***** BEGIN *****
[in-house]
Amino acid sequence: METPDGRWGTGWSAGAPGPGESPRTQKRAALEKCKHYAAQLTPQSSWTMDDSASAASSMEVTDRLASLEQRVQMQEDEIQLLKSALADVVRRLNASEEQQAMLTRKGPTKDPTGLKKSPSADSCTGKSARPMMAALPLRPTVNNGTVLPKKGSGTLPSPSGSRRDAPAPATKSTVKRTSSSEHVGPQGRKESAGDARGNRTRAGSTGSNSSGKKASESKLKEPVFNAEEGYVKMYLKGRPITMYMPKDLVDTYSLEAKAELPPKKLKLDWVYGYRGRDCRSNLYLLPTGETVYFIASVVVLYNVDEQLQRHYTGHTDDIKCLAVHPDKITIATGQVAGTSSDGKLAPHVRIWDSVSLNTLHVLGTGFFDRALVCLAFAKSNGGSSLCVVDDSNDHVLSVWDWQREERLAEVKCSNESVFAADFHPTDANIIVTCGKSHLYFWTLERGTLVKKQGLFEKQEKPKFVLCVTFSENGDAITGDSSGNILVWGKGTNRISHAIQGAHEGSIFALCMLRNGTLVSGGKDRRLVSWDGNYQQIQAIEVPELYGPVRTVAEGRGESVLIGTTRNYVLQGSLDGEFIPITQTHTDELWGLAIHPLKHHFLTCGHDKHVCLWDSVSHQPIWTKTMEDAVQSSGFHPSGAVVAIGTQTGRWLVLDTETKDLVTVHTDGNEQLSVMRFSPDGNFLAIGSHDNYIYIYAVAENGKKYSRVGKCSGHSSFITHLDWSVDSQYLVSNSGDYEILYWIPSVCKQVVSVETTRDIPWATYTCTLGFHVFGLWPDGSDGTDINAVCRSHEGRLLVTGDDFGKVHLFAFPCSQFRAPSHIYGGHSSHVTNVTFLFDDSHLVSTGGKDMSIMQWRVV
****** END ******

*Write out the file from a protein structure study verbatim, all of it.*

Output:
[in-house]
Amino acid sequence: METPDGRWGTGWSAGAPGPGESPRTQKRAALEKCKHYAAQLTPQSSWTMDDSASAASSMEVTDRLASLEQRVQMQEDEIQLLKSALADVVRRLNASEEQQAMLTRKGPTKDPTGLKKSPSADSCTGKSARPMMAALPLRPTVNNGTVLPKKGSGTLPSPSGSRRDAPAPATKSTVKRTSSSEHVGPQGRKESAGDARGNRTRAGSTGSNSSGKKASESKLKEPVFNAEEGYVKMYLKGRPITMYMPKDLVDTYSLEAKAELPPKKLKLDWVYGYRGRDCRSNLYLLPTGETVYFIASVVVLYNVDEQLQRHYTGHTDDIKCLAVHPDKITIATGQVAGTSSDGKLAPHVRIWDSVSLNTLHVLGTGFFDRALVCLAFAKSNGGSSLCVVDDSNDHVLSVWDWQREERLAEVKCSNESVFAADFHPTDANIIVTCGKSHLYFWTLERGTLVKKQGLFEKQEKPKFVLCVTFSENGDAITGDSSGNILVWGKGTNRISHAIQGAHEGSIFALCMLRNGTLVSGGKDRRLVSWDGNYQQIQAIEVPELYGPVRTVAEGRGESVLIGTTRNYVLQGSLDGEFIPITQTHTDELWGLAIHPLKHHFLTCGHDKHVCLWDSVSHQPIWTKTMEDAVQSSGFHPSGAVVAIGTQTGRWLVLDTETKDLVTVHTDGNEQLSVMRFSPDGNFLAIGSHDNYIYIYAVAENGKKYSRVGKCSGHSSFITHLDWSVDSQYLVSNSGDYEILYWIPSVCKQVVSVETTRDIPWATYTCTLGFHVFGLWPDGSDGTDINAVCRSHEGRLLVTGDDFGKVHLFAFPCSQFRAPSHIYGGHSSHVTNVTFLFDDSHLVSTGGKDMSIMQWRVV